Australian Creepy Crawlies
After travelling around Europe and living overseas I noticed one misconception from people who have never visited Australia. A lot of people are under the assumption that Australia is riddled with creepy crawlies (many thinking I need to shake my shoes everyday). Yes, Australia does have spiders, some very big spiders but living on the Gold Coast in Queensland I very rarely come across them and you will find this in most of the cities such as Sydney, Melbourne or Perth.
So I thought I would put together a little advice on where venomous spiders can commonly be found and how you can prevent a bite or treat one.
Australia has around 2000 species of spiders but there are just two spiders that should be avoided, the Sydney Funnel-web and the Redback because their bites can be painful for some days. Both do have a venomous bite but these days it is very easy to get treated and shouldn’t hurt too much more than a bee sting but see your local GP if you have any concerns. Since the introduction of anti-venom, there have been no recorded deaths in Australia from a confirmed spider bite. But if you feel you have been bitten symptoms can include redness and itching, pain, nausea, sweating, dilated pupils, uncontrollable muscle spasms and unconsciousness.
The Sydney Funnel-web can be found within a 100 km radius of Sydney (hence the name) and along the East Coast they will usually be found in dark and moist places such as under rocks, logs or tree bark. If you are bitten firmly bandage the affected area, splint if possible and lie still, because not moving will help to slow the venom moving through the body, you must also see a doctor immediately.
The Redback spider is not aggressive and mainly nocturnal. It is found throughout Australia but mainly in drier/ warmer areas. Only the females are venomous and are easily recognised by a red stripe on the upper side of her abdomen and an hourglass-shaped red/orange streak on the underside. If in the unfortunate event you are bitten by a Redback do not bandage because pressure will increase pain but apply an icepack and see a doctor immediately.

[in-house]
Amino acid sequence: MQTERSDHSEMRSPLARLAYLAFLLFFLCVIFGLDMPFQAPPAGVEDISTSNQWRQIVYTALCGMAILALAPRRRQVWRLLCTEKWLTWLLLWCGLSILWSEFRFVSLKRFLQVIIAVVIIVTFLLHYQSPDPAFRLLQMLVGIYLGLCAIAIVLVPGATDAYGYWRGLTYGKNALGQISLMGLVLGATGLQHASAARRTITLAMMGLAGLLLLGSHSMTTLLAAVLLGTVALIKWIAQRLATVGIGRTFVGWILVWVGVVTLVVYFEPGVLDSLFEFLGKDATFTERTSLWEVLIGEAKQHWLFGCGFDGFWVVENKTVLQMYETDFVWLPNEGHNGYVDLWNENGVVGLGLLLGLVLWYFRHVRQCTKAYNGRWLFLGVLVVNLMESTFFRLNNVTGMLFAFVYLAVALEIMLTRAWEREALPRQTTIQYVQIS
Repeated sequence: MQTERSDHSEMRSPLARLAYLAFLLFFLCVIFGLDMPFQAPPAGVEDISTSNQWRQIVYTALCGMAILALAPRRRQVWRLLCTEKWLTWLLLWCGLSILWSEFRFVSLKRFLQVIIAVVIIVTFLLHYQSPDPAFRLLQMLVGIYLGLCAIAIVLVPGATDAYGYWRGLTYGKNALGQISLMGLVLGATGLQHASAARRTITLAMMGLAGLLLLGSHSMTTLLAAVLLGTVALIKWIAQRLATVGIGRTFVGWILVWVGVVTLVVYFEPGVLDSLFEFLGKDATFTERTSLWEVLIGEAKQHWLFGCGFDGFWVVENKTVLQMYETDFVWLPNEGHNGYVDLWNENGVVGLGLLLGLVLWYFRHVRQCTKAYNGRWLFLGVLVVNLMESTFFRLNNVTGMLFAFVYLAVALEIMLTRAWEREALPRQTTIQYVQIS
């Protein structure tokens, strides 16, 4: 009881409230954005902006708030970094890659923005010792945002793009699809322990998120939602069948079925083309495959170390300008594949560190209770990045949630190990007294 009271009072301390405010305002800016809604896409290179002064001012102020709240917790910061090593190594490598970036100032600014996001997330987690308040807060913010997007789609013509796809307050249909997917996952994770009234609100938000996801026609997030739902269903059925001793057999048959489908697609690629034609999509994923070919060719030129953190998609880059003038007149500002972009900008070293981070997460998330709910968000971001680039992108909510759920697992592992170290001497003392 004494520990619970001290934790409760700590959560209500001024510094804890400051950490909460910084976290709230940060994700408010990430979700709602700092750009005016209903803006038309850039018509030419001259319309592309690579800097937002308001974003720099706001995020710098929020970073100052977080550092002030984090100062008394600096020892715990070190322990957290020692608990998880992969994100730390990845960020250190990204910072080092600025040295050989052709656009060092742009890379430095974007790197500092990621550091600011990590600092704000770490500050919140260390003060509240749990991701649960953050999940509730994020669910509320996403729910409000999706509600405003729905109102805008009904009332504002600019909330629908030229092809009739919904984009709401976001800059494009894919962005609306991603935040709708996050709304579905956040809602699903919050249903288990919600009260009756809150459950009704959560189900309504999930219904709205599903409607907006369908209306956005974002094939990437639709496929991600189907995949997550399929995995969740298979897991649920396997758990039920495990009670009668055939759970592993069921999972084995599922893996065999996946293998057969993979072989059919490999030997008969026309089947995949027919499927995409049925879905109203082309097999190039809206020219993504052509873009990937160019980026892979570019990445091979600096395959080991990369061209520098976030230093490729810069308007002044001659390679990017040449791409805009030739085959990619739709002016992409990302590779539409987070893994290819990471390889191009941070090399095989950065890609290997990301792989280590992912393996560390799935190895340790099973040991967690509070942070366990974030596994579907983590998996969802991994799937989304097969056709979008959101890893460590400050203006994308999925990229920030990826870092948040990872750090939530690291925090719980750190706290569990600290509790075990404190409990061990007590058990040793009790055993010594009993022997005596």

Most spiders can look scary; a Huntsman is a perfect example of a big harmless spider. A bite at most might cause some swelling and some small pain.
If you are worried some tips would include: always wearing gloves, long trousers and shoes while gardening, wear shoes when walking around outside, don’t leave clothes on the floor for an extended period of time especially outdoors (if you do, shake them). Make sure children do not touch spiders. Also don’t assume that a spider at the bottom of a swimming pool is dead, some spiders can survive on an air bubble for 24 hours or more. If you plan on camping, hiking or going inland through one of the many beautiful Australian national parks, be smart, wear protective footwear and gear and constantly check your clothing after rests or breaks.
So now that you know that spiders aren’t that bad, come visit us down under and enjoy what us locals love about Australia; the sun, surf and beach!
Posted By chantelle on 22nd April 2014
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